Dhaka, Jul 25 (bdnews24.com) — The seed of last month's violent RMG protests in Ashulia was arguably sown in late May when a storekeeper was beaten up for using his cell-phone on factory premises.
Salman Shameem Khan, from the neighbouring That's It Packaging was severely beaten for being on the phone at sister company Architect Design Ltd after visiting the factory's medical centre.
Both factories, set close to each other about an hour outside Dhaka, are part of the Ha-Meem group, a large conglomerate owned by FBCCI President Abul Kalam Azad.
Workers say that usually Ha-Meem Group employees get treated at the medical centre on Architect Design premises. Salman had come for treating his tuberculosis.
Refusing to be quoted by their names, workers allege that cell-phone use is strictly prohibited for them while on the factory compound. The executives, however, are allowed the privilege.
At one point, Salman could not take it anymore and slapped the angry executive, who the workers say was a director of the factory.
Soon, police were called in and Salman was turned in to them. He ended up at Ashulia Police Station only to be implicated in a false case, workers also allege.
The incident enraged the workers who were apparently already aggrieved by their low pay and an increasingly hard life. They started to become organised demanding Salman's release, forcing factory authorities to bring the sick man back and produce him in front of them in a couple of days.
Salman had been severely injured, beyond recognition, according to eyewitnesses. This only added to the wild speculations that someone else had been produced instead of Salman, who had actually been killed and fallen victim to another 'forced disappearance'.
According to news reports, the unrest had first broken out at Architect Design. The agitation began spreading on Jun 11 and raged through 300 factories in the area like a wildfire with thousands of poorly-paid workers, many of whom are often manhandled by supervisors, spilling out onto the streets, demonstrating.
Apparently refusing to address and resolve the situation, owners decided to go on a strike of their own. They decided to shut down their factories as the demonstrations and police violence ran into the fifth consecutive day on Jun 16.
Insiders say grievance was already there over meagre payment and disgruntled workers let out their pent-up emotions in waves of protests.
"I can't explain how it turned into such a big agitation, but it all began centring the apparently trivial incident," said Azhar Ali, Production Manager at That's It Packaging.
"You cannot control a mob of 11,000 workers when you have a capacity to handle only 2000. The group (Ha-Meem) failed to control its workers," said Babul Akhter, President of Bangladesh Garment and Industrial Workers Federation.
Workers say they were fed up with tough factory rules. The monthly 'attendance bonus' of Tk 250 is off even if they show up seconds late for a single day.
"Even if it was due to illness and you produce medical certificate to support the claim, you won't get the attendance bonus," said garment worker Hamidul Islam who finds Tk 250 quite a sum.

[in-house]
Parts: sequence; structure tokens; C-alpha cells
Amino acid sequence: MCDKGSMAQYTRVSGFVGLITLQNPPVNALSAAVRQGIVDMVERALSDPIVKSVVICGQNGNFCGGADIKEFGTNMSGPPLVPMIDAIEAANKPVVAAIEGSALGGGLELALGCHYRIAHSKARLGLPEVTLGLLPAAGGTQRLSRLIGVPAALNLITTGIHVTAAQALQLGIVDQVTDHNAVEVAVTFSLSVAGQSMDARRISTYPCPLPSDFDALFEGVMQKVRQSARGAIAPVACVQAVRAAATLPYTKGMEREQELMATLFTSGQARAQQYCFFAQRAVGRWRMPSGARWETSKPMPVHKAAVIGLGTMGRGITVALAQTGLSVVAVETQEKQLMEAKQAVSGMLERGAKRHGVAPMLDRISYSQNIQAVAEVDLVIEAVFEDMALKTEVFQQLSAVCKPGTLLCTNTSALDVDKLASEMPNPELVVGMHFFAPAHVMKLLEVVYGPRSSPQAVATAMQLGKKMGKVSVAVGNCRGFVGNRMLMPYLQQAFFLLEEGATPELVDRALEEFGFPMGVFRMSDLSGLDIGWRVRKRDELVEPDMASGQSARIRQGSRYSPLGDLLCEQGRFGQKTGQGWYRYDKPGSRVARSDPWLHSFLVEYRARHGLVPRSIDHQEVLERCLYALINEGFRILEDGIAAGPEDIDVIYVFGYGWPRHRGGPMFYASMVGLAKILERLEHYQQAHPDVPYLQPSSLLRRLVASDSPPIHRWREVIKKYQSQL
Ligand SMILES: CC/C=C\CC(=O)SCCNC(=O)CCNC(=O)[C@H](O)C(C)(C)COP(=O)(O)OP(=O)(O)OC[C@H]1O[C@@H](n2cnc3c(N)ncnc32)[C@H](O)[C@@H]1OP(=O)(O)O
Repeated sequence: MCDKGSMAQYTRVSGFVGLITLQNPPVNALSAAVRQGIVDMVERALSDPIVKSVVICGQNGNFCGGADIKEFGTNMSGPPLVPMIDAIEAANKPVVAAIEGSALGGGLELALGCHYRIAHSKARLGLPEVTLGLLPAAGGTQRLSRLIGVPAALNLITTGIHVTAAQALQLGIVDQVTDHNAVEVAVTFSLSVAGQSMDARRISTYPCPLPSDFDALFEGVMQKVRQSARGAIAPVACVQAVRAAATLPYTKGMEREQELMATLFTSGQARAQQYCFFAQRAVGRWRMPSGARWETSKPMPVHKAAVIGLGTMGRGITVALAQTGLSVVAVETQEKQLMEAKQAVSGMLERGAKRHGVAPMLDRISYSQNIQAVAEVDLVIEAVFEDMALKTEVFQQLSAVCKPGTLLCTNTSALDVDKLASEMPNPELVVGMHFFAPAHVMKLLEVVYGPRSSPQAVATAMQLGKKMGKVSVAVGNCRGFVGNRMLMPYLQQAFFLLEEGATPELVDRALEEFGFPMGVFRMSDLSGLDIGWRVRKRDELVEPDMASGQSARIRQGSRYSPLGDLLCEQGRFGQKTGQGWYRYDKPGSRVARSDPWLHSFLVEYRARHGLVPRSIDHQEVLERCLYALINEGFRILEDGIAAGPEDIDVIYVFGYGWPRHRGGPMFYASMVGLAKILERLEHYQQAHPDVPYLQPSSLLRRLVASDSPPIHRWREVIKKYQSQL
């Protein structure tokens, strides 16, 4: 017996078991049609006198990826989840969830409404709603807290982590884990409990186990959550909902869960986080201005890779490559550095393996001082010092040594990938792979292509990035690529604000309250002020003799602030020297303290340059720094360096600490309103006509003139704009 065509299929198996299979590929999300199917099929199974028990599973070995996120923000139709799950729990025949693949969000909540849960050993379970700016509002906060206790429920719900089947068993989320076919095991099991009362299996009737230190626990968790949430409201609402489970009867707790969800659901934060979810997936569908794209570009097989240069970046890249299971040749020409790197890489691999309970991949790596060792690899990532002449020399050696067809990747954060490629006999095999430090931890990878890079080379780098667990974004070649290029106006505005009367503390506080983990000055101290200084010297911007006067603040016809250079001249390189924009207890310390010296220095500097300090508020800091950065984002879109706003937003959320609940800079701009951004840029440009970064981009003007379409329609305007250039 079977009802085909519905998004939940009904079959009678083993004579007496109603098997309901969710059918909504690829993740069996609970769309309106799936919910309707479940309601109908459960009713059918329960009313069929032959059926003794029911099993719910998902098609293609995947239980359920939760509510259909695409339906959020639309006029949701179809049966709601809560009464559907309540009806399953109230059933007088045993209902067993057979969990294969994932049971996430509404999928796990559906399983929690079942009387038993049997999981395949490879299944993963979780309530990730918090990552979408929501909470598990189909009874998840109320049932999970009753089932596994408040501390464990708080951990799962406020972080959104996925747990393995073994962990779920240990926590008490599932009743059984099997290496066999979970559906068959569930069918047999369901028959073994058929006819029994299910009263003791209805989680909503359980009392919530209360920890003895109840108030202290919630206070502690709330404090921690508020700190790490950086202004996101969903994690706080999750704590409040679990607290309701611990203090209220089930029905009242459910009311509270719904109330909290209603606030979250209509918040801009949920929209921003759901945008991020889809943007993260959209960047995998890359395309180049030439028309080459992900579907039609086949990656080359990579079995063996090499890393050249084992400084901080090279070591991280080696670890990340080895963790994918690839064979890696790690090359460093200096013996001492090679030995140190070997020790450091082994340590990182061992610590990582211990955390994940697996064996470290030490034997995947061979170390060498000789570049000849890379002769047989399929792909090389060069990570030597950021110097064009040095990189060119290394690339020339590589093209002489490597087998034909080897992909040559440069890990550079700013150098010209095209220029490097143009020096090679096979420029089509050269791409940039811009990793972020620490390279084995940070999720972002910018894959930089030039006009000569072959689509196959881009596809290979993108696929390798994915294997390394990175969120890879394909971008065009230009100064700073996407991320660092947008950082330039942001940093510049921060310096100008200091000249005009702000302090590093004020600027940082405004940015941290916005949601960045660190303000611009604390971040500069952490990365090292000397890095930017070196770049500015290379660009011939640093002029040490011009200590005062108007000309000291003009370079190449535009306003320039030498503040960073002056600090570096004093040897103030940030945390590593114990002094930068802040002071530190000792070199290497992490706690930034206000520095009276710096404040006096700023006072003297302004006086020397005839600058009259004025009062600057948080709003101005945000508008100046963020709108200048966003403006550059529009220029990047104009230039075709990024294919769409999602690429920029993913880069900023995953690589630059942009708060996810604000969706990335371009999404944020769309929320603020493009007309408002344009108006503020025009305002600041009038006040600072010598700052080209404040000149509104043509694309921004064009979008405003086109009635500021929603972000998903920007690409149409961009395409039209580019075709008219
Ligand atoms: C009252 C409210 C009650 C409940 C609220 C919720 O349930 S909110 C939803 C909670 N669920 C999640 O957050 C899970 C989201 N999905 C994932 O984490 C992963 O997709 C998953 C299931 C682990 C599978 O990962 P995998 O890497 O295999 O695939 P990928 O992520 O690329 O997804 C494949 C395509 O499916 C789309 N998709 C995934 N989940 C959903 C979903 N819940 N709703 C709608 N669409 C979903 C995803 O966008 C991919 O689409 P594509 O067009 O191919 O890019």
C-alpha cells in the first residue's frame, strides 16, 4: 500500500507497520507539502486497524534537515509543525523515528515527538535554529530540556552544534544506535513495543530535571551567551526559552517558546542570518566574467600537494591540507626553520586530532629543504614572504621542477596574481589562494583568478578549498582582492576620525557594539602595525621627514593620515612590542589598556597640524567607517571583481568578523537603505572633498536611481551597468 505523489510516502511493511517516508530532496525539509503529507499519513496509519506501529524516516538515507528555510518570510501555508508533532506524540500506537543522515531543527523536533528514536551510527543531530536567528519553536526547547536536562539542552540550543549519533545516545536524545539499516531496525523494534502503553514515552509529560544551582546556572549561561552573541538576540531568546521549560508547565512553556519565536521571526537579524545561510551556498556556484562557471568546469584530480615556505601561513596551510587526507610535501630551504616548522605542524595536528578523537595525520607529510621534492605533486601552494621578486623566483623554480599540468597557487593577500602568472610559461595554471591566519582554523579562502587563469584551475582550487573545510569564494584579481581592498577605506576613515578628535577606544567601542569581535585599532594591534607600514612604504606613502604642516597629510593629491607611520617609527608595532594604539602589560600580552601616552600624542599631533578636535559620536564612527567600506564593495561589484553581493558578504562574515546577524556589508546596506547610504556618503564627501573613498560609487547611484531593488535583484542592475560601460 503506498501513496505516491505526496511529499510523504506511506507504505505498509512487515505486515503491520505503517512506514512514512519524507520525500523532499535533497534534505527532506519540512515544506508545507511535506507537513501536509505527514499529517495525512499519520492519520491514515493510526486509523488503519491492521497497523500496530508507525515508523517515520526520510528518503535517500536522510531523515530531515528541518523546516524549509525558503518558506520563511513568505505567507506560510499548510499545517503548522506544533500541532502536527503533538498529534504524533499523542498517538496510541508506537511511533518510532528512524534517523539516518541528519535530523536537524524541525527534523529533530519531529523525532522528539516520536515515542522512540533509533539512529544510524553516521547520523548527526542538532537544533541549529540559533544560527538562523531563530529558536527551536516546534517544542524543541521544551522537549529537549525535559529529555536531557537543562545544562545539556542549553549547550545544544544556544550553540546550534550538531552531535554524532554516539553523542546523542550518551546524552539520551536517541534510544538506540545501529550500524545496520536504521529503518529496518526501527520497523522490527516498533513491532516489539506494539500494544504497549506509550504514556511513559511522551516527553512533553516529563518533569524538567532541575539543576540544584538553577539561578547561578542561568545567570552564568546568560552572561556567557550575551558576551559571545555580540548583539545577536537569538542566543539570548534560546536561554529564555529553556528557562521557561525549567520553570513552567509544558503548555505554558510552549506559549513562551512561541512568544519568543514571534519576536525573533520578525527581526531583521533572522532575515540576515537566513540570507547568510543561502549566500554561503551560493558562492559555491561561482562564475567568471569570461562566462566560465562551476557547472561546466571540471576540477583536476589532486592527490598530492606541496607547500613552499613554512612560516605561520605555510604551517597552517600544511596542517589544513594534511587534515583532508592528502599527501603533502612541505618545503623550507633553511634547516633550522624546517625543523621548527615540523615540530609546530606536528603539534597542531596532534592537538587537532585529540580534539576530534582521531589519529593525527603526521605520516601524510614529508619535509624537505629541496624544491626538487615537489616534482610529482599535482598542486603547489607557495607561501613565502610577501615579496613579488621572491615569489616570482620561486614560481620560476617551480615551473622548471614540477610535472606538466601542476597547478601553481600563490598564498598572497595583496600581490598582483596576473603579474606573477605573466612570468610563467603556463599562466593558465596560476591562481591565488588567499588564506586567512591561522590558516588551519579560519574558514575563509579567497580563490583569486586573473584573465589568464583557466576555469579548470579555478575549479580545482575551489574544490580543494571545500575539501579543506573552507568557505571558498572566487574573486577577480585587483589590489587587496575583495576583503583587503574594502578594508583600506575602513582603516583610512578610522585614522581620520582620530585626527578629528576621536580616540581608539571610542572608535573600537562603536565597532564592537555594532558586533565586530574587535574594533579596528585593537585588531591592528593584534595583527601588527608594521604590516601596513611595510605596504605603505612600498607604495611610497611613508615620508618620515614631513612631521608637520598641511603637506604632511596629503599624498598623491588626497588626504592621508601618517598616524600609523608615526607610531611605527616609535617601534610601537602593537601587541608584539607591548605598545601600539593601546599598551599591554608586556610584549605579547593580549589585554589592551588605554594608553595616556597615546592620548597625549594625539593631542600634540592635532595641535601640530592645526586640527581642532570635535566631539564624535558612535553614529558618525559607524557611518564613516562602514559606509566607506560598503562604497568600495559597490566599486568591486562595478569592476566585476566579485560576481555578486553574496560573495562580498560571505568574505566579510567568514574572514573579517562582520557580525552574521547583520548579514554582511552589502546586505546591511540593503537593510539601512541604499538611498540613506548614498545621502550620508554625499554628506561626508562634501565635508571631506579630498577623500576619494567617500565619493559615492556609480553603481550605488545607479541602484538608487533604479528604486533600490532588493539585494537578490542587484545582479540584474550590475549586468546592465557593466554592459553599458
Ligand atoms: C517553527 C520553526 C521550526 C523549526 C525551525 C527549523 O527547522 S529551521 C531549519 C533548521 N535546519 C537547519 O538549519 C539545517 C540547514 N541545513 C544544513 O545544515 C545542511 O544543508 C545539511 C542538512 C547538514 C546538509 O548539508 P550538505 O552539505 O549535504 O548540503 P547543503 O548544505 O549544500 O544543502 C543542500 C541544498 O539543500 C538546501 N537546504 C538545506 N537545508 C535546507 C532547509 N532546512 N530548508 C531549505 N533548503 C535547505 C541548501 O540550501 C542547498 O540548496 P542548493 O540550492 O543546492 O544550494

When a factory has a lot of orders, overtime is mandatory for all the workers. It does not matter whether someone is sick or not, workers told bdnews24.com.
"Otherwise, you miss the annual increment of Tk 300-400," said Asma Khatun, another RMG worker.
Sometimes the labourers lose their jobs for such trivial reasons as failing to meet their daily production requirements. That is what happened to Mahtab and his wife Rokeya Begum, who had come from Gaibandha.
Mahtab's daily production meant checking 1,200 items in eight hours, or 150 per hour or, to be more precise five items every two minutes.
"If you cannot meet the daily rate in eight hours, you won't be allowed to come out of the factory until you complete your work, no matter how long it takes," said Mahtab.
Even the time spent in the toilet is measured and if it takes longer than what the senior officials think reasonable, the worker will certainly be given a dressing down.
"I understand our late attendance may hamper production, but there are ways to deal with it," said Jahanara Begum, who had to quit out of fear after a fire broke out in her factory.
Bangladesh Knitwear Manufacturers & Exporters Association President AKM Salim Osman admitted that mid-level factory management has not matured or developed as have workers and factory owners. "Our mid-level management is not good at all."
Strict factory rules for the sake of what they said maintaining standards do not quite match what the factories provide for workers.
Working conditions are said to fall far short of international standards that the owners are keen about as regards their products. The 9-storey Spectrum Sweater Industries collapsed to kill 61 workers in 2005. The following year a fire at KTS Textiles and Garments factory in Chittagong killed 54. These are just a couple of examples out of dozens.
Allegations have it despite clear neglect of owners, they have been acquitted each time.
"People would have taken to the streets in droves to support us if they knew what happens inside a factory," said Mahtab.
Babul Akhter admitted it was not at all unlikely that someday aggrieved garment workers would fall prey to the machinations of political parties out to secure their narrow self interest.